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Sound evidence to end slavery

Oct 18, 2017

There are 40.3 million people enslaved around the world today, a shocking figure that, in recent times, has given birth to a renewed global commitment to end modern slavery.

Ending slavery by 2030 is now a key objective for the United Nations, which, by making it one of its Sustainable Development Goals (SDG 8.7), has placed anti-slavery work as a top priority. Slavery is a new focus for the UK government, with the introduction of an act of Parliament, which Teresa May says “has delivered tough new penalties to put slave masters behind bars where they belong, with life sentences for the worst offenders”.

There can’t be many people out there who would disagree with the ambitions outlined here, but it’s essential we don’t just look for quick wins in the form of urgent liberations and prosecutions, but that we use robust, evidence-based strategies for whole scale abolition. In that way we get our thinking on the right track about the issue, understand the problem, and help create meaningful and effective solutions.

Achieving that and giving a clear voice to sound evidence on human rights has been the clearly defined ambition over the last two years of The Rights Track, a podcast whose principal ambition is to get the hard facts about the human rights challenges facing us today.

Today, on Anti-Slavery Day, the attention of The Rights Track podcast turns exclusively to the challenge of modern slavery, as it positions itself at the heart of The Rights Lab, the world’s first large-scale research programme helping to put an end to slavery once and for all.

Why a podcast?

The multi million pound project, based at the University of Nottingham, is already attracting attention and interest from key figures and organisations around the world including the UK’s Anti-Slavery Commissioner Kevin Hyland OBE. It’s getting high profile media coverage and continuing to spread the word as widely as possible will be key to achieving the end goal.

Digital and social media provide a host of opportunities to share the evidence being developed in ways that blur the distinction between academic outputs and the work of human rights practitioners and which fulfill an ever-increasing demand for rigorous evidence from human rights organisations.

The last few years, there has been a growing interest in the production and consumption of podcasts. In 2013, Apple announced it had over a billion podcast subscribers spread across 250,000 unique podcasts in more than 100 languages, and that more than 8 million episodes have been published in the iTunes Store to date.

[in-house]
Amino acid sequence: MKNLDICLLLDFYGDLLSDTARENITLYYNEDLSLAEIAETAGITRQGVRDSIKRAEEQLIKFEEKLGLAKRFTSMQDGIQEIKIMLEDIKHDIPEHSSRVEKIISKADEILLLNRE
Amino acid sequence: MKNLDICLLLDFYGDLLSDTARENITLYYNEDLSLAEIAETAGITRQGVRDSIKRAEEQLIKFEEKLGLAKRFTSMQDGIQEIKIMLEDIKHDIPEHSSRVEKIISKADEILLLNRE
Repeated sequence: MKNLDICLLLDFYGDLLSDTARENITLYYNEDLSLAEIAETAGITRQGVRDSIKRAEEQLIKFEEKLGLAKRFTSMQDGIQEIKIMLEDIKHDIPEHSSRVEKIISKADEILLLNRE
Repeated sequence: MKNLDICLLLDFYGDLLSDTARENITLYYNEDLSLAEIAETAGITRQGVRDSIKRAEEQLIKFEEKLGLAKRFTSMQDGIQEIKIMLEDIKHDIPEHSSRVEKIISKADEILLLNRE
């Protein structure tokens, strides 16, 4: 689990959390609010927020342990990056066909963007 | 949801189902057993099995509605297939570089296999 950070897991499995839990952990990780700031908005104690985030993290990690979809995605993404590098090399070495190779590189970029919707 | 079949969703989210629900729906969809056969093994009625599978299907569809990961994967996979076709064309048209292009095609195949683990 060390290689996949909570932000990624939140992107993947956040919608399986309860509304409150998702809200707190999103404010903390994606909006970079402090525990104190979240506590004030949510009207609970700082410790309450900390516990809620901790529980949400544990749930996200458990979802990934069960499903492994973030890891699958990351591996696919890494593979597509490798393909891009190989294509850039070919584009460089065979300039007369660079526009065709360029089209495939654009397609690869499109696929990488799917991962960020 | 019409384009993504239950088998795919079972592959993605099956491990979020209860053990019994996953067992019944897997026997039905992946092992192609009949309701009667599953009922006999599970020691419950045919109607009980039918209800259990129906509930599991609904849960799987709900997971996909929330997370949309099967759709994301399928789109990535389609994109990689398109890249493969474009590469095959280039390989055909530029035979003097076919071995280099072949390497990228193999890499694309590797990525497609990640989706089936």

In 2016 The Economist proclaimed the podcast had come of age and 2017 was declared the Year of the Podcast.

Audience research figures in the US estimate that 112 million people have listened to a podcast at least once. 67 million are listening to podcasts every month, 42 million every week. Those listening on a weekly basis listen, on average, to five different podcasts. In the UK, podcasts have also grown in popularity. In 2015, one in five people reported ever downloading a podcast. Although fewer than one in ten people listen every week, those who do consume an impressive 6.1 hours per week.

Discussion about whether podcasts can start to take hold in countries such as India, where slavery is a major problem, but where there is little or no culture of listening to talk radio is also beginning to emerge.

There has never been a better or more exciting time to be podcasting and to be using podcasts not just to share research findings but to really engage with everyone who’s interested in finding out the hard facts and understanding what’s needed for change and, in this case, to take individual and collective responsibility for ending the scourge that is modern day slavery.

Getting our thinking on the right track

From how many slaves exist in the world and where they are to why slavery exists and persists, what can work to end it and the difference that freedom makes – there is plenty for us to talk about on The Rights Track.

We’ll be talking to project leads and external partners from the Rights Lab on their ongoing work that ranges from making UK cities slavery free to observing slavery from space using the latest cutting edge satellite technologies, as well as work on how to assist survivors of slavery.

The research and our podcast are all underpinned by something described “rigorous morality”; a fusion of rigorous empirical research and advocacy: a values- based, problem-oriented approach which means that we do more than just talk about the problems of modern slavery: we’ll give a voice to the evidence and the solutions, change the conversation and, in doing so, help to set society on a course to end it.

The fact that podcasting can help capture these stories, ideas and voices in such a compelling way is why we believe it is key to the research programme.

Slavery stands on the edge of its own extinction and this incredible research programme will show how it can be eradicated for good. The Rights Lab will bring research rigour to a global community that has awoken to the historic possibility of ending slavery in our lifetime.

Can a podcast help with that? We think it can! 

Episode 1 will be published November 9!

  • Follow our progress by subscribing to the podcast in iTunes. Click on the Apple Podcasts icon above
  • Tell us what you think and get more involved with the project by becoming a member of our Facebook Group
  • Join in the Conversation on Twitter @RightsTrack